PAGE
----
garters


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gar·ter

 (gär′tər)
n.
1.
a. An elasticized band worn around the leg to hold up a stocking or sock.
b. A suspender strap with a fastener attached to a girdle or belt to hold up a stocking or sock.
c. An elasticized band worn around the arm to keep the sleeve pushed up.
2. Garter
a. The badge of the Order of the Garter.
b. The order itself.
c. Membership in the order.
tr.v. gar·tered, gar·ter·ing, gar·ters
1. To fasten and hold with a garter.
2. To put a garter on.

[Middle English, band to support socks, from Old North French gartier, from garet, bend of the knee, probably of Celtic origin.]
Translations
podvazky
seler
sukkanauhat
halteri
靴下留め
멜빵
strumpeband
สายดึงถุงเท้าหรือถุงน่อง
dây nịt móc bít tất

garters

حَمَّالَةُ البَنْطَلُون podvazky seler Strumpfhalter τιράντες liguero sukkanauhat porte-jarretelles halteri giarrettiere 靴下留め 멜빵 bretels bukseseler szelki suspensórios подвязки strumpeband สายดึงถุงเท้าหรือถุงน่อง jartiyer dây nịt móc bít tất 吊带
References in classic literature ?
But to a large and thorough sweeping comprehension of him, it behoves me now to unbutton him still further, and untagging the points of his hose, unbuckling his garters, and casting loose the hooks and the eyes of the joints of his innermost bones, set him before you in his ultimatum; that is to say, in his unconditional skeleton.
Every letter from her is read forty times over; her compliments to all friends go round and round again; and if she does but send her aunt the pattern of a stomacher, or knit a pair of garters for her grandmother, one hears of nothing else for a month.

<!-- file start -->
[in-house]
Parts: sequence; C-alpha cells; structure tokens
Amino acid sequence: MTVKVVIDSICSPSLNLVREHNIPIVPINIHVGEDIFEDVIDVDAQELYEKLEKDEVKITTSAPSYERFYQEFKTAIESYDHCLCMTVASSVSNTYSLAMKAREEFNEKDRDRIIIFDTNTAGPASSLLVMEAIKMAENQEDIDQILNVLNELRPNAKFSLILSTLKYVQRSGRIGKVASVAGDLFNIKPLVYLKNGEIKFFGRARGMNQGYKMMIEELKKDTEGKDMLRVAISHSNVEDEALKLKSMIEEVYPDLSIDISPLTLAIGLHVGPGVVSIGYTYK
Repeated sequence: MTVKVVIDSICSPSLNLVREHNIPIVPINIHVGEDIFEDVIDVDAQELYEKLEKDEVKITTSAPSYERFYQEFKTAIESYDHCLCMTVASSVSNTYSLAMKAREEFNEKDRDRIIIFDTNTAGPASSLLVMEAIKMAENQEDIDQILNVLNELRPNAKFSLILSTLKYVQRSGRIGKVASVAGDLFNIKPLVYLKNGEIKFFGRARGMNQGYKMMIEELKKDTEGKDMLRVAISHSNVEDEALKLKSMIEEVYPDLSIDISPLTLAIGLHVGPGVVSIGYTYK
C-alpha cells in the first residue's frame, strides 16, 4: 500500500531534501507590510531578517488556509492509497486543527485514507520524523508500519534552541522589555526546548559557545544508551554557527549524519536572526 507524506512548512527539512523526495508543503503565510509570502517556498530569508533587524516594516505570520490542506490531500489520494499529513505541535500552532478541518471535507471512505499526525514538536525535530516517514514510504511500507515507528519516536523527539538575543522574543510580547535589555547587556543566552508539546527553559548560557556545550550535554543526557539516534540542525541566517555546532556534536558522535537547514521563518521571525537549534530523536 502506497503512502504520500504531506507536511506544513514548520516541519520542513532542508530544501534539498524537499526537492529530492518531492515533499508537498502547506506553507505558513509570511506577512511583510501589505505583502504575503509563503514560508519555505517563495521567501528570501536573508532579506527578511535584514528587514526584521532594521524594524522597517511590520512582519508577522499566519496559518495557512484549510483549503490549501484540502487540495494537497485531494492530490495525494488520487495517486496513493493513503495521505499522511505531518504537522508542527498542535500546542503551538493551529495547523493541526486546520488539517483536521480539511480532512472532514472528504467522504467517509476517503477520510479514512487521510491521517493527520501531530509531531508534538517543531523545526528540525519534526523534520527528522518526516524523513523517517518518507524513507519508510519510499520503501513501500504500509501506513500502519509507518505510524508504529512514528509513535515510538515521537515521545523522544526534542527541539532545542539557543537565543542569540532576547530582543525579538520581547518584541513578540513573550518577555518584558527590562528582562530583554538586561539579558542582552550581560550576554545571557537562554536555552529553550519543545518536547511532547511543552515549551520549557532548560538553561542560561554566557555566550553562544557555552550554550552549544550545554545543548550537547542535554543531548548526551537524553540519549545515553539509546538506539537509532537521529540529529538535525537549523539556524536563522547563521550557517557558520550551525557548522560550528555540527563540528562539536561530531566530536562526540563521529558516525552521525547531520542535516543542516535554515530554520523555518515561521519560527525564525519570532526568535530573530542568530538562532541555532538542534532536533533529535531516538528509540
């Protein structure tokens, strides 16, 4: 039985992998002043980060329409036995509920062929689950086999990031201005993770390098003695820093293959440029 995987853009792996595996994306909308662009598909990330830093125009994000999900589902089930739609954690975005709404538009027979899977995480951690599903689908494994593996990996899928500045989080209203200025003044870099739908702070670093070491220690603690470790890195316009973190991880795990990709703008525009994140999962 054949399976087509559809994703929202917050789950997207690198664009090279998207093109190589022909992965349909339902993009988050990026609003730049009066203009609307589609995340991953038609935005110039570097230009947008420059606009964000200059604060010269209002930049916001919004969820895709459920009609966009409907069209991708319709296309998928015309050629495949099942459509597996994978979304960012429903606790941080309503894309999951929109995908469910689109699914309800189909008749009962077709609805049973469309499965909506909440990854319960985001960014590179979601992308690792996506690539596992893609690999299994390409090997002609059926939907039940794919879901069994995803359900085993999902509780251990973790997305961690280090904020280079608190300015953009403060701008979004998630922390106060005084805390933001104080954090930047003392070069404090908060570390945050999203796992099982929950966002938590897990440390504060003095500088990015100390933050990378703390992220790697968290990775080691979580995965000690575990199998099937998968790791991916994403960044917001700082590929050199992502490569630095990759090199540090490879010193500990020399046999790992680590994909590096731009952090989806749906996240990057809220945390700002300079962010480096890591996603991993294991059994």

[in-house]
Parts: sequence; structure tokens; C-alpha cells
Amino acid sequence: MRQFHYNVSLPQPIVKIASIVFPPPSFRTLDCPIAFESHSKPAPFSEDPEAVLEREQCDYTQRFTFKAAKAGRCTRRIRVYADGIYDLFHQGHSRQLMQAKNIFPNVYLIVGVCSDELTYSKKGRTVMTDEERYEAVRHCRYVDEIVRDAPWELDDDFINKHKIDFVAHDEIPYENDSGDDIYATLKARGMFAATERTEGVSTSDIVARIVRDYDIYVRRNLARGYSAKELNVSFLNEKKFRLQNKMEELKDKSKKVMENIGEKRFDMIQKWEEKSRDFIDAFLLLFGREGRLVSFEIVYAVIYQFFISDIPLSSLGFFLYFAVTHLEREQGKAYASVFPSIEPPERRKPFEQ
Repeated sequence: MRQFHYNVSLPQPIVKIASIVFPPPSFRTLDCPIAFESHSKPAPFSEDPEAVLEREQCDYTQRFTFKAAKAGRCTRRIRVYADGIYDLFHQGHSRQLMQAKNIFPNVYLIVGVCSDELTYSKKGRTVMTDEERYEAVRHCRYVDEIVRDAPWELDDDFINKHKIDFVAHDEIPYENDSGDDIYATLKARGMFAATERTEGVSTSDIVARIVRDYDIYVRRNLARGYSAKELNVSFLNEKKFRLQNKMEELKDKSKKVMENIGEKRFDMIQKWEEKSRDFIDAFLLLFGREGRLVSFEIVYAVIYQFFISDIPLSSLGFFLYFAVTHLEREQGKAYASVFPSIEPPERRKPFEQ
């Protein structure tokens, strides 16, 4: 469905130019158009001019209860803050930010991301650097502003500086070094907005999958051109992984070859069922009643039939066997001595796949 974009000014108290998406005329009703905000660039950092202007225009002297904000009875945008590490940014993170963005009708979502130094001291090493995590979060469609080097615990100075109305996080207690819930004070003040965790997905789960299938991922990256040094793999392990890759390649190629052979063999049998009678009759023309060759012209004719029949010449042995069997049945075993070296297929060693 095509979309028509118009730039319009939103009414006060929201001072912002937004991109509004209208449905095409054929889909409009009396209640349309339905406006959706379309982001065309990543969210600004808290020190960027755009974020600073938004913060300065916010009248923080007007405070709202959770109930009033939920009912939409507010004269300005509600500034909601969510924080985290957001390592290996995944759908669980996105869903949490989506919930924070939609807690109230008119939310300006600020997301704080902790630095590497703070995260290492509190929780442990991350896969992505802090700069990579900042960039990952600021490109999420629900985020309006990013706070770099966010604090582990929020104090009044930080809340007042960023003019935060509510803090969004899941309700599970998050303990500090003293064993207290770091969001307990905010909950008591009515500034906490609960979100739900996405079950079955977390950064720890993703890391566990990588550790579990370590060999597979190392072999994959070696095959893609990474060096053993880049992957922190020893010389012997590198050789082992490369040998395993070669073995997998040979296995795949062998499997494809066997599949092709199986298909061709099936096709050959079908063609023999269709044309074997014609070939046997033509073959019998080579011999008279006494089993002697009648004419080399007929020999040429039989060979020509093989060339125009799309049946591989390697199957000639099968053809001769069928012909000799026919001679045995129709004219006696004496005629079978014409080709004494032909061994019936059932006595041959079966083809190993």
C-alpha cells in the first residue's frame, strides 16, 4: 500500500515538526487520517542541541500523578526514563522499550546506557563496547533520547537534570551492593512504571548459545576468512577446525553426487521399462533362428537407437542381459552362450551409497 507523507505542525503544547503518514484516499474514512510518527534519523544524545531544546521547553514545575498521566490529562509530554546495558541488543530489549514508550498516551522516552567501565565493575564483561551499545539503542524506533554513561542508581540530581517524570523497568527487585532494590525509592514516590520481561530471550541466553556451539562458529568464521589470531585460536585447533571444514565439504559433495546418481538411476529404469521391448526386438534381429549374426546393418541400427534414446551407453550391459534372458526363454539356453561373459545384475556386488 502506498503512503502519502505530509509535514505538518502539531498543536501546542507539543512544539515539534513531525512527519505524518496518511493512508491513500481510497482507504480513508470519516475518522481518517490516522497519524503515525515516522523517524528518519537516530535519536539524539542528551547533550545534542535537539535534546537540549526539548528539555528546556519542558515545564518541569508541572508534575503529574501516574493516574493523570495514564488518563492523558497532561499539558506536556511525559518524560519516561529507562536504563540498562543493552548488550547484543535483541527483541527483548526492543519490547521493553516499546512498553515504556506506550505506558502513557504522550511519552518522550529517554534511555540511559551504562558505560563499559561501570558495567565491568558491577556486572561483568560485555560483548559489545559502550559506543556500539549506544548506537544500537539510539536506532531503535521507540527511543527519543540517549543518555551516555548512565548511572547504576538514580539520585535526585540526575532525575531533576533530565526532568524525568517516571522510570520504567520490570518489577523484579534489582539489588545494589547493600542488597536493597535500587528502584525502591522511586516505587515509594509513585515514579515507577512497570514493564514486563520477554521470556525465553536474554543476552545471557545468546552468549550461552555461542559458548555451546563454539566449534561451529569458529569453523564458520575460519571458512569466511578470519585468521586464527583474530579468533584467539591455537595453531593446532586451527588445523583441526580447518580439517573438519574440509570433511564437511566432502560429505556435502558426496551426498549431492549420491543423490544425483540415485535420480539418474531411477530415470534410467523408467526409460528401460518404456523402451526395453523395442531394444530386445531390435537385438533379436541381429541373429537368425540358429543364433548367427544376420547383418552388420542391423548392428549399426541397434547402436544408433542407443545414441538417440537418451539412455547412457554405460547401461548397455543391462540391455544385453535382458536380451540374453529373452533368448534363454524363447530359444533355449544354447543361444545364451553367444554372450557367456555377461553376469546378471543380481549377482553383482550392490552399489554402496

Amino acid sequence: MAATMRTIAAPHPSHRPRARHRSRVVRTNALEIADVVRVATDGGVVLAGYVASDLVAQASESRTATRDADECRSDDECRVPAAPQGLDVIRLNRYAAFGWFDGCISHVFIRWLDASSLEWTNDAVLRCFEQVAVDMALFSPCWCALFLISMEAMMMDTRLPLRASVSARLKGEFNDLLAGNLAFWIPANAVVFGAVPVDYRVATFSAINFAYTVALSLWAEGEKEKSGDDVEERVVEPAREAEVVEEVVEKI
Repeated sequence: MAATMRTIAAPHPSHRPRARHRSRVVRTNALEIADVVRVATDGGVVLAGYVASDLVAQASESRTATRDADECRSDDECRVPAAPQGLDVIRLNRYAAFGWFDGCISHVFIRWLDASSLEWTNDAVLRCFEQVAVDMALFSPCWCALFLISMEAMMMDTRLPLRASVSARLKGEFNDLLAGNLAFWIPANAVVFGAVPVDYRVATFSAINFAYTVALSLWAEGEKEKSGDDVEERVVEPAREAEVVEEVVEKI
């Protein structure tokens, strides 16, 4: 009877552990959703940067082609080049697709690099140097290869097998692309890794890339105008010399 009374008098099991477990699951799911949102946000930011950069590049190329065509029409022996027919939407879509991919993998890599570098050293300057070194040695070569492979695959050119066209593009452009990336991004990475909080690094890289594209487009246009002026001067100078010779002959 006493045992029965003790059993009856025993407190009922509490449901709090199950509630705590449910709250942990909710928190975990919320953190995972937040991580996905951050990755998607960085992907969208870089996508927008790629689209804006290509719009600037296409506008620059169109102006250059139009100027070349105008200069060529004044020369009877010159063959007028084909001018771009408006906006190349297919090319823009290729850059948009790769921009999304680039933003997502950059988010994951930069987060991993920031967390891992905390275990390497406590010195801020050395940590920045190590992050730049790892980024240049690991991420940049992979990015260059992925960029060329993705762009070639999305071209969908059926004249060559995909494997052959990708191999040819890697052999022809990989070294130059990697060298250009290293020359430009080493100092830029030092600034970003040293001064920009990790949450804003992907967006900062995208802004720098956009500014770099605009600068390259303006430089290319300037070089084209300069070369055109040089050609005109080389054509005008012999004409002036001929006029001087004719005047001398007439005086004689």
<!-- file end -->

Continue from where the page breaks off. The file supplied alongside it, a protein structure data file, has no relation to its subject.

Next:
I have seen corsets thus made beautiful by him valued at five hundred pounds, and he never paints a pair of garters for less than a hundred.
She brought me up to royalties, and people with stars and garters, and elderly ladies with gigantic tiaras and parrot noses.
But they did not leave off, and she threw them her girdle, and when this was no use, her garters, and then her dress.
The peasant folk, who are naturally malicious, and when they have nothing to do can be malice itself, remarked all this, and took note of his finery and jewellery, piece by piece, and discovered that he had three suits of different colours, with garters and stockings to match; but he made so many arrangements and combinations out of them, that if they had not counted them, anyone would have sworn that he had made a display of more than ten suits of clothes and twenty plumes.
He wore a vest of garnet-colored velvet, with buttons of cut gold; a silk waistcoat covered with embroidery; a Roman scarf tied round his neck; a cartridge-box worked with gold, and red and green silk; sky-blue velvet breeches, fastened above the knee with diamond buckles; garters of deerskin, worked with a thousand arabesques, and a hat whereon hung ribbons of all colors; two watches hung from his girdle, and a splendid poniard was in his belt.
But the most ordinary cause of a single life, is liberty, especially in certain self-pleasing and humorous minds, which are so sensible of every restraint, as they will go near to think their girdles and garters, to be bonds and shackles.
His remote impressions of the robes and coronets, the stars and garters, that sparkle through the surface-dust of Mr.
Upon his head he wore a purple velvet cap, and purple velvet was his robe, all trimmed about with rich ermine; his jerkin and hose were of sea-green silk, and his shoes of black velvet, the pointed toes fastened to his garters with golden chains.
Those on the hind feet he secured not only by tightening the draw strings but also rigged garters that fastened tightly around the legs above the hocks.
The patterns were very pretty, and the colours brilliant; the workmanship of the garters was so good that an English merchant at Buenos Ayres maintained they must have been manufactured in England, till he found the tassels had been fastened by split sinew.